Entangled photons on a chip could lead to super-fast computers

Photon entanglement on a ring resonator

Photon entanglement is one of the odder properties of quantum physics, but it promises a lot for computing -- if one photon can instantly affect another no matter how far away it is, you could make super-speedy computers and communications that aren't easily limited by physical distances. It hasn't been easy to get entanglement tech down to a manageable size, however, and that's where Italy's Università degli Studi di Pavia might just come to the rescue. Its researchers have developed a tiny emitter that could pump out entangled photons as part of an otherwise ordinary silicon chip. The device, which uses a ring shape to both rope in and emit light, measures just 20 microns across. That's hundreds of times smaller than existing devices, which are comparatively gigantic at a few millimeters wide.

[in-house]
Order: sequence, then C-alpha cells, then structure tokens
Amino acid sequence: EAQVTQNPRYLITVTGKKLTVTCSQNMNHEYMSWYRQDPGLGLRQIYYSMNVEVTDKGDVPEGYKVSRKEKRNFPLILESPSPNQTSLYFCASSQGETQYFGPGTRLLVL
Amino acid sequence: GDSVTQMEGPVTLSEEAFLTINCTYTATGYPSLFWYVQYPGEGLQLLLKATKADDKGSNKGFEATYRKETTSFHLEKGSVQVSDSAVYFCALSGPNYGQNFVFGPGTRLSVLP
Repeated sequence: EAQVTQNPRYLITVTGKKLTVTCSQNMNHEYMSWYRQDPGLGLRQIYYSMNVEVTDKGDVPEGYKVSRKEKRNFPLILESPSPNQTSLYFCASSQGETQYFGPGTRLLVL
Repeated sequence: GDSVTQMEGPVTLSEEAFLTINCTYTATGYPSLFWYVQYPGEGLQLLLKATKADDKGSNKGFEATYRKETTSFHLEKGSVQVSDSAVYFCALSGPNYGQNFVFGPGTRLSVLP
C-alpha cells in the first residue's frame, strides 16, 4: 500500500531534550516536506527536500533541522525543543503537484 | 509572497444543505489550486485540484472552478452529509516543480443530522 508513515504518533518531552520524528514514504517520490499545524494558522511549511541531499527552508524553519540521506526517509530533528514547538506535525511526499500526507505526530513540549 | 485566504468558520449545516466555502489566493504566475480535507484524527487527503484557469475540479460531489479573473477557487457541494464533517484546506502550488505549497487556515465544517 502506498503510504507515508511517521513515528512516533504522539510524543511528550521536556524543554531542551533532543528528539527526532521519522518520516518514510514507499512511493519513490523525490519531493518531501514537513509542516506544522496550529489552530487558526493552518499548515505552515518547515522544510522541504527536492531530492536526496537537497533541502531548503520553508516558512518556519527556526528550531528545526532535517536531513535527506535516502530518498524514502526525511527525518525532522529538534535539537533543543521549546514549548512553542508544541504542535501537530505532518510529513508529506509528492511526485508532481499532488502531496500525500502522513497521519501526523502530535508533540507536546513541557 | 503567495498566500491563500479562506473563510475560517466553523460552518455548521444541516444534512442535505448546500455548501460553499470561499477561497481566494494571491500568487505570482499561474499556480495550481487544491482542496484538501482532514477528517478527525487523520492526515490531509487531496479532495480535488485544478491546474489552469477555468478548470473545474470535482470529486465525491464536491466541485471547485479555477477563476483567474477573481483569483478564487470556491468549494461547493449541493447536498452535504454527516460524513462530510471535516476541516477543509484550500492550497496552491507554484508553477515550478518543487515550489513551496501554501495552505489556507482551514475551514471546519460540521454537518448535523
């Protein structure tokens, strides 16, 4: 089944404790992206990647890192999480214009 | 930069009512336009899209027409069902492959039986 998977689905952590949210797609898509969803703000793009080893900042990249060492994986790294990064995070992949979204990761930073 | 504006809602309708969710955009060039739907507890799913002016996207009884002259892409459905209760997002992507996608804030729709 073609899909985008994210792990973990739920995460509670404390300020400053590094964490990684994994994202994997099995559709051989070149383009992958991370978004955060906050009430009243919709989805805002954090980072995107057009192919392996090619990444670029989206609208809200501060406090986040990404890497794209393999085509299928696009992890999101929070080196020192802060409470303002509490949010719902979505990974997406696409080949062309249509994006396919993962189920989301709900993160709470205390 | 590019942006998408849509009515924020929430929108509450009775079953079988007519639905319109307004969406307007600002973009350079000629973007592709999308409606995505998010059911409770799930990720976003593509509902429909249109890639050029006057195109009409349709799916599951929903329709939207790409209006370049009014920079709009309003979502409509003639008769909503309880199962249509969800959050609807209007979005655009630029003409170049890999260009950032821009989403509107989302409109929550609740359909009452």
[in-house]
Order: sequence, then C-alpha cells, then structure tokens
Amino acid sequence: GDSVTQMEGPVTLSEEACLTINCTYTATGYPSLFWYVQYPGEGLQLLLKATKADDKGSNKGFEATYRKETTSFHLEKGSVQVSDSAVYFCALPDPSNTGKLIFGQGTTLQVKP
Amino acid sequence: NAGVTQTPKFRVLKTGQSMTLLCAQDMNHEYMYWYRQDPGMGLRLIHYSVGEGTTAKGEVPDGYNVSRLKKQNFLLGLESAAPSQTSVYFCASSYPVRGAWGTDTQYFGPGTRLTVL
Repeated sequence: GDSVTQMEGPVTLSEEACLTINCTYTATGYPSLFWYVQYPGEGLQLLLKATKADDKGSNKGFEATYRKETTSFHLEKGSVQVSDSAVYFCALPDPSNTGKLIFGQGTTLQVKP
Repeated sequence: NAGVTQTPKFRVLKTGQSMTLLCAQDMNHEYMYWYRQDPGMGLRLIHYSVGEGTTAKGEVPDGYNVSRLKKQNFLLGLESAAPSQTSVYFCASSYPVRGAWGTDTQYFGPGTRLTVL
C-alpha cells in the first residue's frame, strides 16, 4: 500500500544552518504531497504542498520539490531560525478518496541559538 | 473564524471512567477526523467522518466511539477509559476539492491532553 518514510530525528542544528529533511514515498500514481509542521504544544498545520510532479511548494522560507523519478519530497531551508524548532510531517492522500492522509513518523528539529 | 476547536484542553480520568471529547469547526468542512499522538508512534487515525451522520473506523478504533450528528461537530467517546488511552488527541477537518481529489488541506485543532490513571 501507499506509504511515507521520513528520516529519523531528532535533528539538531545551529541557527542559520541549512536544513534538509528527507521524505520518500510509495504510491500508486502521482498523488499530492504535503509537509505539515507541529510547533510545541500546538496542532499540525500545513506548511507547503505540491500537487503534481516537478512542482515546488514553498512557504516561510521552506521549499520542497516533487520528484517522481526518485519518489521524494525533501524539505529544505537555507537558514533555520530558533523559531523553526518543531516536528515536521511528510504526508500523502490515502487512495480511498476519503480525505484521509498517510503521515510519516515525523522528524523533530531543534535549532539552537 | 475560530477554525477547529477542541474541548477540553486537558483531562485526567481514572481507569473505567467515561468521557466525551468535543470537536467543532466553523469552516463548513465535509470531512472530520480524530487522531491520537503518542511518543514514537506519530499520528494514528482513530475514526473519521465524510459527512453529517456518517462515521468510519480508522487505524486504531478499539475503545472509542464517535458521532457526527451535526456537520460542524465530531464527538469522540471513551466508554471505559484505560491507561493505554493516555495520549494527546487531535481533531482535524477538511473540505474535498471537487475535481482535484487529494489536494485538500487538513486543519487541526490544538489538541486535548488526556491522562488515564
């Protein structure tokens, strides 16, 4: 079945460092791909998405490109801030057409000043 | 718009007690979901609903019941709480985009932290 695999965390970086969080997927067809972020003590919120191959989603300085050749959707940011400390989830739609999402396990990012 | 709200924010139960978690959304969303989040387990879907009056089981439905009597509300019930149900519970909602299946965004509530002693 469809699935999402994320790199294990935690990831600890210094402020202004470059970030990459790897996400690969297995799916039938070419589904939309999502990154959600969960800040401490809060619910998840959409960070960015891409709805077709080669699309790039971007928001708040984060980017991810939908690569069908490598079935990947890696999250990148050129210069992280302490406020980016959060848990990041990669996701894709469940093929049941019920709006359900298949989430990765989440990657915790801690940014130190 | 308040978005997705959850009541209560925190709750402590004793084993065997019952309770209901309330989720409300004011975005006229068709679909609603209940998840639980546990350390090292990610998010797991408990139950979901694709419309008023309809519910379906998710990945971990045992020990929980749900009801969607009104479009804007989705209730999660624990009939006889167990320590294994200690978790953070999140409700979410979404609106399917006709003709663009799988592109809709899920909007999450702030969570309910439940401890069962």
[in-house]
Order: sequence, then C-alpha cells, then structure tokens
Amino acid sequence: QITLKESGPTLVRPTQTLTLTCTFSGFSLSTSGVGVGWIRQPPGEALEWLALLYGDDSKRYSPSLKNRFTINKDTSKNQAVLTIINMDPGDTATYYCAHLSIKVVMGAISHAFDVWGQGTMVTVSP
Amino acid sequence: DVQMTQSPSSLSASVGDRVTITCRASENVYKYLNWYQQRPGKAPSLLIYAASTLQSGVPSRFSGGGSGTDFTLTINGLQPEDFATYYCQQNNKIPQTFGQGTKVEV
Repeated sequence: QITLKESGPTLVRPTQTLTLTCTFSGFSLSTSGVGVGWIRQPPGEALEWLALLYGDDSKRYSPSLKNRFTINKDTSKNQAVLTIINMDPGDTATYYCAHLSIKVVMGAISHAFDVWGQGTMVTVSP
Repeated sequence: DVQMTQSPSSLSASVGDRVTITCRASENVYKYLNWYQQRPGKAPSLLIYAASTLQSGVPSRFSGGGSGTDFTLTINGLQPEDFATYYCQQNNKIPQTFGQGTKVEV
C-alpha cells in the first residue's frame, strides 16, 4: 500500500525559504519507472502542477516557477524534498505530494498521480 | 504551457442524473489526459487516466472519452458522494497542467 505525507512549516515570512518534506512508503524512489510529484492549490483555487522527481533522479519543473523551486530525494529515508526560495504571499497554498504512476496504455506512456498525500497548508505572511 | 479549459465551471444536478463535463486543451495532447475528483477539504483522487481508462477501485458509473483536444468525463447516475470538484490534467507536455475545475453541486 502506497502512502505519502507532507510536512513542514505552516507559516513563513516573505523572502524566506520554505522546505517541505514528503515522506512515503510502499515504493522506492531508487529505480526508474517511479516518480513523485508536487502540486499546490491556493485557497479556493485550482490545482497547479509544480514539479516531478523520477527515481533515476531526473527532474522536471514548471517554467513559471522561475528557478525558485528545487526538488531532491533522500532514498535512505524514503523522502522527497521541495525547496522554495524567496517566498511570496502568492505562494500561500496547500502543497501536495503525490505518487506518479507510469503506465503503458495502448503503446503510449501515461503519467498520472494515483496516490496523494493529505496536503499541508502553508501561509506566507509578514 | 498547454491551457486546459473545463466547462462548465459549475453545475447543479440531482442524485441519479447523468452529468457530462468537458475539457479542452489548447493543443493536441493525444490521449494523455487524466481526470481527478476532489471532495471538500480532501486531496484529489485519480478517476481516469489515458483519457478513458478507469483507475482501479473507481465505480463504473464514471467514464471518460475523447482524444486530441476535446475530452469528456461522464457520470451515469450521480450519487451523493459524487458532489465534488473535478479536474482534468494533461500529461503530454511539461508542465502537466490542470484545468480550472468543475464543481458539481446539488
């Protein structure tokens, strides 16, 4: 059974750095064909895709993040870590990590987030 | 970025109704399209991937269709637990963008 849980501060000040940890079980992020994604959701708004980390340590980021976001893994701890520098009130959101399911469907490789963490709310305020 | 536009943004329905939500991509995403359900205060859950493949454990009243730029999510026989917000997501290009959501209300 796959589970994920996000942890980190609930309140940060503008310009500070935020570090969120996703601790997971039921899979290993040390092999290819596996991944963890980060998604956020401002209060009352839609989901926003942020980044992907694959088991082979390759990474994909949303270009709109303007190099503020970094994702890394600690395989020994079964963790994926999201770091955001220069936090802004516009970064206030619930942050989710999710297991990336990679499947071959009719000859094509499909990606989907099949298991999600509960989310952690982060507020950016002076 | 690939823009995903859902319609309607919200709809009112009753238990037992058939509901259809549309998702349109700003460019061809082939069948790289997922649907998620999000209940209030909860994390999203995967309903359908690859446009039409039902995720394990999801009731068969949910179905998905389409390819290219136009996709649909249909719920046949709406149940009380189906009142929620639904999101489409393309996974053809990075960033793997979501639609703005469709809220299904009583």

You probably won't see whole processors built around this technique, at least not for a while. Chip makers usually work on the nanometer scale -- Intel's new 14nm processors are far more intricate than this ring. Moreover, there's some refinement left to make sure this part produces a reliable stream of tangled photons. If everything falls into place, however, you could see entanglement rings boosting performance in certain tasks. You might also see an entanglement-based component that handles jobs which aren't otherwise possible, like spy-proof quantum cryptography. This breakthrough isn't going to change semiconductors overnight, but it could make quantum computing more of a practical reality.